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The Federal Trade Commission is warning the public that scammers are pretending to be affiliated with the FTC to steal consumers’ hard-earned money.

The FTC will never tell consumers to move their money to “protect” it. The FTC will never send consumers to a Bitcoin ATM, tell them to go buy gold bars, or demand they withdraw cash and take it to someone in person. It will also never contact consumers to demand money, threaten to arrest or deport them, or promise a prize. If someone claims to work for the FTC and makes any of these demands or threats, they are a scammer. 

Staff has received many calls directly from consumers reporting that scammers used the names of real FTC employees to convince them to move, transfer, send or wire money. The median loss to FTC impersonators has increased from $3,000 in 2019 to $7,000 in 2024. The agency has issued guidance on how to spot and avoid these FTC impersonation scams and asks people to report them at in English or in Spanish.

Government and business impersonation scams have cost consumers billions of dollars in recent years, and both categories saw significant increases in reports to the FTC in 2023. In light of surging complaints around impersonation fraud, the FTC recently announced that it has finalized the Government and Business Impersonation Rule, which gives the agency stronger tools to fight scammers and return money to consumers harmed by impersonators.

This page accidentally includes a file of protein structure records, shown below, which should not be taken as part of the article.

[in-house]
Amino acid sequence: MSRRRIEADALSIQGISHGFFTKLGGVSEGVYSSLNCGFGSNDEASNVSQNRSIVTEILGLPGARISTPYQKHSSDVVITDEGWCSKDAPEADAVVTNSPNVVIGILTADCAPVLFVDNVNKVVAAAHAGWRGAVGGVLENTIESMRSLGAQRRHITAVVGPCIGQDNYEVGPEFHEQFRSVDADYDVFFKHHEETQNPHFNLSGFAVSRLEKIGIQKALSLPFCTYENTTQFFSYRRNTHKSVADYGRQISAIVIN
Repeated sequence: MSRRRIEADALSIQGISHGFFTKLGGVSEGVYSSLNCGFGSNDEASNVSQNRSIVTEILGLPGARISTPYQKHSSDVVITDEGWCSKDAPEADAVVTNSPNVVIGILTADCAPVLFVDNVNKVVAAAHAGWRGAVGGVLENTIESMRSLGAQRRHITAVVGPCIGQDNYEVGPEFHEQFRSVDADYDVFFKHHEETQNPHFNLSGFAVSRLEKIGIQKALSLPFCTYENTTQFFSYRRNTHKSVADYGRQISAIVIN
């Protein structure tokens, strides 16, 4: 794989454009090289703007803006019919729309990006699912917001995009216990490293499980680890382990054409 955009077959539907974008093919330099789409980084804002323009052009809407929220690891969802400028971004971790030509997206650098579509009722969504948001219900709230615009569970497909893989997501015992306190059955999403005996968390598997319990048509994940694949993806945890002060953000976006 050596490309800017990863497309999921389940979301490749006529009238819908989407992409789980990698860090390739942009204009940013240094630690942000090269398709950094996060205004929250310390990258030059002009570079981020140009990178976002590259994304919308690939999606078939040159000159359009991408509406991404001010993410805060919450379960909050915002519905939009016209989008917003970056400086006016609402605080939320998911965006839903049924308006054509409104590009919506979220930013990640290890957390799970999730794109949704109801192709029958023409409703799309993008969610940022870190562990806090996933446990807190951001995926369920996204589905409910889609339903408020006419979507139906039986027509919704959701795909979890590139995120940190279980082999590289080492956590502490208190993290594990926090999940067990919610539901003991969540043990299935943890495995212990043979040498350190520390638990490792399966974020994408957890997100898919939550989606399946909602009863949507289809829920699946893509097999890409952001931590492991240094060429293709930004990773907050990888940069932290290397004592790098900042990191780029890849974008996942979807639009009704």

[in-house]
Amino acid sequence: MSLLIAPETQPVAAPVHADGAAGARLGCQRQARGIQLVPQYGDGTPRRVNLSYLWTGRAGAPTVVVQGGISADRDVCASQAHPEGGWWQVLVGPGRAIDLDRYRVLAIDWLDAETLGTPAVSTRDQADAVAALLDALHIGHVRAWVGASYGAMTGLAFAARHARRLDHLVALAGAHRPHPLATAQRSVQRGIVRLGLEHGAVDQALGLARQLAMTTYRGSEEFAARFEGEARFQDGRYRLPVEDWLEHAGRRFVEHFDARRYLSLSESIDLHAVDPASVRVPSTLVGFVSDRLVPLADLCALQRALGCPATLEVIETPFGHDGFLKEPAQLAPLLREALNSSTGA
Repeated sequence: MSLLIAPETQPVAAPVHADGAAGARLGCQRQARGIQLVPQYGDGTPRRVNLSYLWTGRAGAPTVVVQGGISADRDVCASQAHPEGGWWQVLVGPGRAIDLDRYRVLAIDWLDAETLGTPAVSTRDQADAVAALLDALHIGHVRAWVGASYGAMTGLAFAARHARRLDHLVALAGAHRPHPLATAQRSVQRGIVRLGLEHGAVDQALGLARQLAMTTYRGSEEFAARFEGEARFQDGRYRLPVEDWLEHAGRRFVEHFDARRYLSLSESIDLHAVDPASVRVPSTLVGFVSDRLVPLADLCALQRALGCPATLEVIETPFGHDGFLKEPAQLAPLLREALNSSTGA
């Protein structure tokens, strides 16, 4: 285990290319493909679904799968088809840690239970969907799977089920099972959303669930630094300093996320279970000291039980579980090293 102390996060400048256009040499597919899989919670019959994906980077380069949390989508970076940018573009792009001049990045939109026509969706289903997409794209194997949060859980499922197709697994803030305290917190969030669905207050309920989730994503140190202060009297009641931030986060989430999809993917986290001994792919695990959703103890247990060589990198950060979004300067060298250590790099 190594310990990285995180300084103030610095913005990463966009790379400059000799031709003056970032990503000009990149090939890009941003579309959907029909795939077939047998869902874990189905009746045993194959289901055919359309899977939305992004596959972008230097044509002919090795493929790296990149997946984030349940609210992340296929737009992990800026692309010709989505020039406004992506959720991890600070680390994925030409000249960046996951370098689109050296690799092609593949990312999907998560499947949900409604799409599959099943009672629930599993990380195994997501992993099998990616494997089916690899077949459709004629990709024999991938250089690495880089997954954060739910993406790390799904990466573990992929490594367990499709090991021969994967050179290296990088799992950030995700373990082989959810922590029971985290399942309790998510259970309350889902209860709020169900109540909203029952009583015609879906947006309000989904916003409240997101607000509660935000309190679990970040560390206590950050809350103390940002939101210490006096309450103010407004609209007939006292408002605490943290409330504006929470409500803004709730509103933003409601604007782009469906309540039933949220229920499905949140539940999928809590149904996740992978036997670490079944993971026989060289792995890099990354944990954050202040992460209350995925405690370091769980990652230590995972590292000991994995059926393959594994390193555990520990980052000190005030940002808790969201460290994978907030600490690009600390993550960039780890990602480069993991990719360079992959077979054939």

The Federal Trade Commission works to promote competition, and protect and educate consumers. The FTC will never demand money, make threats, tell you to transfer money, or promise you a prize. You can learn more about consumer topics and report scams, fraud, and bad business practices online at Follow the FTC on social media, read our blogs and subscribe to press releases for the latest FTC news and resources.

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Contact for Consumers

Consumer Response Center

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